Does the future of finance lie in the metaverse?

The hype surrounding the metaverse has increased again in the past year. This is mainly due to the renaming of Facebook to Meta: With this move, Mark Zuckerberg has unambiguously positioned his company as a key player in the metaverse. Other companies have set their sights on this market, such as Roblox, Nvidia, Microsoft, and Apple.

The metaverse is a three-dimensional implementation of the internet: a digital, interactive, and creative environment where people can buy and sell virtual objects, real estate, and other assets using digital currencies. The three-dimensional environment uses state-of-the-art technologies to incorporate the virtual and the analog worlds in equal measure and merges them together. Sandbox, Decentraland, and Somnium Space are some of the more popular virtual reality spaces that make up the metaverse. Even if that all sounds really futuristic, the potential of that virtual parallel world is huge. Experts estimate that the Metaverse will be worth $679 billion by 2030.

Above all it’s Generation Z that spends a lot of time online and is exploring the possibilities of the metaverse—these are the people who were born between 1997 and 2012. These young people are digital through and through. The internet is their default option when searching for products and services.

Now the opportunities and potential of the metaverse have also been discovered by banks and financial service providers who are investing in the technology of the metaverse. Virtual reality can and will transform the way customers engage in financial transactions and manage money. Metaverse banking allows consumers to navigate the virtual world of finance and interact with a human agent over video calls, for example. The global market will grow as financial services and solutions continue to develop, and as virtual reality (VR), augmented reality (AR), and blockchain technologies are adopted. Attempts to improve customer experience and to integrate financial services and businesses into the metaverse will further drive this growth.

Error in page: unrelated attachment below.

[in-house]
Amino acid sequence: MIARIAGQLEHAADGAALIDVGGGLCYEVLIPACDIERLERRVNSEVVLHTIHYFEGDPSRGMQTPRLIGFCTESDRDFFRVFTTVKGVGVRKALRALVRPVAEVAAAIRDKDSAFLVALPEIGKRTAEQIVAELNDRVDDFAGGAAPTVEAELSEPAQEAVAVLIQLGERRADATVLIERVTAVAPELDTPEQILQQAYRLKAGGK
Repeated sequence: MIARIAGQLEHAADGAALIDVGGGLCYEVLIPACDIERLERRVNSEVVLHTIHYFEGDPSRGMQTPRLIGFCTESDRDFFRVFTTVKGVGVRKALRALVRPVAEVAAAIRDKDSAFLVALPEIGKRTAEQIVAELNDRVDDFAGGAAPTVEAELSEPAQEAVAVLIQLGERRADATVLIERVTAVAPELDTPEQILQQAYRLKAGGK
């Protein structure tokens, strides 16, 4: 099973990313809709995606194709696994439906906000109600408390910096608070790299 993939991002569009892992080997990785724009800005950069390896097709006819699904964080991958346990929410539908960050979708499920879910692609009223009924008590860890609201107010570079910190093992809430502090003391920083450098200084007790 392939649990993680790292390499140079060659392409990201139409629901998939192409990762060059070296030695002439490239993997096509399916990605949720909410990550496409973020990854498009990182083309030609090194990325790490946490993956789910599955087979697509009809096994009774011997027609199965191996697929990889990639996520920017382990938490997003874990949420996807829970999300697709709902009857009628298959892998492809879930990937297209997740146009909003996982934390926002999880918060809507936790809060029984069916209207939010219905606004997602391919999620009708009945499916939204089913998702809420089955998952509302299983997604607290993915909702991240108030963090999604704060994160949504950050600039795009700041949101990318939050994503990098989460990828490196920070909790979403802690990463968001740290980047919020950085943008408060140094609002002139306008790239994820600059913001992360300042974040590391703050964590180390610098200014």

Interesting opportunities are already available for investors to bet on the metaverse: by investing in companies involved in building the infrastructure for Web 3.0, for example, ones that are developing related applications or designing the digital worlds. And many global brands now have their own stores in the metaverse. Banks and other financial service companies have launched special metaverse funds over the past year, including Invesco, Fidelity International, Franklin Templeton, Legal & General Investment Management (LGIM), Allianz Global Investors, and Axa IM. In February 2022, BNP entered the metaverse with the launch of a VR app where customers can conduct banking transactions, including opening an account. JP Morgan Chase has set up a lounge area called Onyx in the Metajuku virtual mall, where visitors can learn about blockchain technology and the bank’s other tech-oriented initiatives. Swiss banks UBS and Julius Baer have tested offering financial advice to billionaire customers in the metaverse using headsets and avatars, the Financial Times reported. The Result: There are still too many problems with the security of confidential and sensitive data, and the technology is still developing.

Alongside an array of privacy and cybersecurity issues (for example, how to obtain user consent or to protect avatars from identity theft), there are also issues regarding merger regulations and antitrust law. Cryptocurrencies and non-fungible tokens are raising issues of ownership, misuse, interoperability, and transferability. And there is plenty of potential for illegal and harmful behavior and practices (such as misleading advertising, and theft of intellectual property) in the metaverse. Not least of the potential concerns is how to protect vulnerable groups such as minors. The EU Commission has announced its intention to work out ways to address these issues. Initial legislation is planned for this year.

The metaverse should not be underestimated as a part of the global megatrend of connectivity. The Zukunftsinstitut, an institution based in Frankfurt and Vienna whose name means “Future Institute,” describes connectivity as the principle of networking based on digital infrastructures. The Zukunftsinstitut anticipates that this trend will be the primary pattern of societal change in the 21st century. These new networked communication technologies are fundamentally changing the way we live, work, and do business, and are bringing about new lifestyles, behavior patterns, and business models. Pressure on financial service providers to keep adapting to this new way of interacting is increasing. They must adapt if they want to remain future-ready and interact in the way tomorrow’s customers want.